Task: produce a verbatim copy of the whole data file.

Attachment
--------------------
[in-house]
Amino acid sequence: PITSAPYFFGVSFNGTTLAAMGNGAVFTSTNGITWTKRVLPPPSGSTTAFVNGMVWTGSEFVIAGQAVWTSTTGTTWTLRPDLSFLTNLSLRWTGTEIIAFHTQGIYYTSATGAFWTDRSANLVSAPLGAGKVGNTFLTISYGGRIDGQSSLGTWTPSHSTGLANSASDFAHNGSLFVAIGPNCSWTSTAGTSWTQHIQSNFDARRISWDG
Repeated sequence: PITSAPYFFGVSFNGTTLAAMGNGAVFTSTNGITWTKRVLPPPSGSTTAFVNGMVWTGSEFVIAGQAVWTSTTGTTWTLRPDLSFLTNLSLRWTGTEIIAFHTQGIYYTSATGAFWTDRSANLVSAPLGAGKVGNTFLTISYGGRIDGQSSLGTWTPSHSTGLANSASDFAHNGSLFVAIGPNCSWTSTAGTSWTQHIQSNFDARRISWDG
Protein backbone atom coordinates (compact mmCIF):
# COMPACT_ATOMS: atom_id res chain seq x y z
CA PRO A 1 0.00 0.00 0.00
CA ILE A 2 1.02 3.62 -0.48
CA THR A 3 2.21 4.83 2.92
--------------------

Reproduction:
[in-house]
Amino acid sequence: PITSAPYFFGVSFNGTTLAAMGNGAVFTSTNGITWTKRVLPPPSGSTTAFVNGMVWTGSEFVIAGQAVWTSTTGTTWTLRPDLSFLTNLSLRWTGTEIIAFHTQGIYYTSATGAFWTDRSANLVSAPLGAGKVGNTFLTISYGGRIDGQSSLGTWTPSHSTGLANSASDFAHNGSLFVAIGPNCSWTSTAGTSWTQHIQSNFDARRISWDG
Repeated sequence: PITSAPYFFGVSFNGTTLAAMGNGAVFTSTNGITWTKRVLPPPSGSTTAFVNGMVWTGSEFVIAGQAVWTSTTGTTWTLRPDLSFLTNLSLRWTGTEIIAFHTQGIYYTSATGAFWTDRSANLVSAPLGAGKVGNTFLTISYGGRIDGQSSLGTWTPSHSTGLANSASDFAHNGSLFVAIGPNCSWTSTAGTSWTQHIQSNFDARRISWDG
Protein backbone atom coordinates (compact mmCIF):
# COMPACT_ATOMS: atom_id res chain seq x y z
CA PRO A 1 0.00 0.00 0.00
CA ILE A 2 1.02 3.62 -0.48
CA THR A 3 2.21 4.83 2.92